Thursday, 13 January 2011

A dangerous season

Tsubame gather together to get through the winter

Small birds fly up in a wheeling cloud and re-settle on the snow-covered rice drying rack. They have cause to be nervous - this is winter and they stand out in sharp contrast with the white ground, and there are eagles patrolling. People get together to get through the winter too. You need your neighbours even now that there are ploughs to clear the roads. In the old days life here must have become concentrated into a very small area, with travel all but impossible. People still have to keep on top of the snow, literally, especially if their roof is flat, unless they want it to collapse. The mayor's wife, no spring chicken, climbs out of her second floor window, then up a ladder to the flat roof, and leans far over to deal with the four foot cornice.

Workmen tackle the flat workshop roofs at the back. I am helping my next door neighbour clear the snow in front of someone's garage. He leans down to pull up one of the heavy metal grids over the drain, and the one next to it comes crashing down on his wrist with a sickening weight. My cry is louder than his grunt. The flesh is crushed to the bone but he shrugs it off as I hurry him home so that his wife can take him to the doctor. He is a very tough man and his body has the easy swing of a teenager. He nearly stumbles into the path of a truck. Amazingly it isn't broken, but it is very deep and needs stitches. The nurse tells him off for looking forward to his nightly sake as a pain killer. "No! No alcohol for you tonight!" What a shame, especially as both he and the mayor's wife had kindly given my son a traditional gift of money today.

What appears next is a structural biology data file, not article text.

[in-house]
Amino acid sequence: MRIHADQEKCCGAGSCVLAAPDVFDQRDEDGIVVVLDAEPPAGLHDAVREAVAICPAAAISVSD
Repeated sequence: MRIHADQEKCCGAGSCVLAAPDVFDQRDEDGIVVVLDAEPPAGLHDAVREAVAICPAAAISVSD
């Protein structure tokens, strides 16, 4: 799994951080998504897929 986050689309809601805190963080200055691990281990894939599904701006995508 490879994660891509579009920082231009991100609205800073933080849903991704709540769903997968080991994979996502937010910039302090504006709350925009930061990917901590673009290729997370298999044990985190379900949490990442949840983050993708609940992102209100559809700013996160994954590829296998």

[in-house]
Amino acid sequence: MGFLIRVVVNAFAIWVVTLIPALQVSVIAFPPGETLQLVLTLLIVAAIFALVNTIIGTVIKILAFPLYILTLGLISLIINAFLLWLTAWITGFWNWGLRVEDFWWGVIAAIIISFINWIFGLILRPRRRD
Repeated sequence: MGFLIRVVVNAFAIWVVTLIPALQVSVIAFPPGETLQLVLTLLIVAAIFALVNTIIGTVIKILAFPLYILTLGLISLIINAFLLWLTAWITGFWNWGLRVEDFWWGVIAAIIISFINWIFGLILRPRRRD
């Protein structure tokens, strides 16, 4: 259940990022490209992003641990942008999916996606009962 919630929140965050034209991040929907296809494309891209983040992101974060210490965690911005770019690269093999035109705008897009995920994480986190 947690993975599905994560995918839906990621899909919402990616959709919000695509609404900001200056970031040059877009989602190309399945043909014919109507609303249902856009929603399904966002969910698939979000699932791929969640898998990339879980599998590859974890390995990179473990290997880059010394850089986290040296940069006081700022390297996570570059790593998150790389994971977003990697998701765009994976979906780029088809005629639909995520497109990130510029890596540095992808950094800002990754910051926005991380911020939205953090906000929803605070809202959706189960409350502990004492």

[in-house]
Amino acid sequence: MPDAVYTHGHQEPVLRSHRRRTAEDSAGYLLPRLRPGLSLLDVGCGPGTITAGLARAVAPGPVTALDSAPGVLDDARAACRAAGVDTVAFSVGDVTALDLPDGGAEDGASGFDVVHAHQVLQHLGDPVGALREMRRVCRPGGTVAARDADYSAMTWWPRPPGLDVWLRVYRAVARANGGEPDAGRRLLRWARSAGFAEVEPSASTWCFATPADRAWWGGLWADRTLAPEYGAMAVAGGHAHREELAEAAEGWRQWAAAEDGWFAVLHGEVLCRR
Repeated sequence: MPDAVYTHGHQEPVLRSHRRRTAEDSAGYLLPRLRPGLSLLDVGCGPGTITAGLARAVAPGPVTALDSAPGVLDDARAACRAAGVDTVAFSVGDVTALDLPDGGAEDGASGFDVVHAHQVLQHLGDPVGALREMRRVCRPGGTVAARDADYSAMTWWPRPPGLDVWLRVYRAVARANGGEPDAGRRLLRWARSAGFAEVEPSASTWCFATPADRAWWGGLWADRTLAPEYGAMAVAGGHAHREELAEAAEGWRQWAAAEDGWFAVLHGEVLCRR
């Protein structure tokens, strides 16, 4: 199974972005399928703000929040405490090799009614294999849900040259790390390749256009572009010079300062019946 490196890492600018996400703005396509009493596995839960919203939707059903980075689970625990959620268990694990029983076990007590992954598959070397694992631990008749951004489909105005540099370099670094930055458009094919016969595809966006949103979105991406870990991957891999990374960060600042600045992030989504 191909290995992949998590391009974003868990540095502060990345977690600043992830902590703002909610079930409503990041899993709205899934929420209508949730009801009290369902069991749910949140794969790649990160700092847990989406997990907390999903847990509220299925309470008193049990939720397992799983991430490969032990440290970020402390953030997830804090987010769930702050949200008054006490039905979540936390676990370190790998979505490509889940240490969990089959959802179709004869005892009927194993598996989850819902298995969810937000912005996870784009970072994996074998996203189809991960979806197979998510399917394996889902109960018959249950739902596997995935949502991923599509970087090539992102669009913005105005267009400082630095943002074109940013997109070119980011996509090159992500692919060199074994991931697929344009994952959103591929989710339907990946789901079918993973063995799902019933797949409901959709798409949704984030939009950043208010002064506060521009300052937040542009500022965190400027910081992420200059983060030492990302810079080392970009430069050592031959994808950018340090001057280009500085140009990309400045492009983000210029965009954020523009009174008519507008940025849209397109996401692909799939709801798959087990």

The village is disappearing. Roofs, trees and river cuttings are barely recognisable under great pancakes and wedges of snow. There is less than usual, apparently, though 4ft fell on Christmas Day, making the news as the most in the country that day, and it is colder than usual too. The clank of chains on bulldozers wake us in the early morning, and the drivers wave cheerily from the high cabs, kings of the season.

Honna station on the Tadami line

The weather is blowing in from Siberia, and there are avalanche warnings every day, but no quarter is given, and life goes on. A woman walks her Dachshund on the main road, hemmed in by five foot banks of snow, cars and trucks batting along, swerving around her, the dog reined in just in time.

No comments:

Post a Comment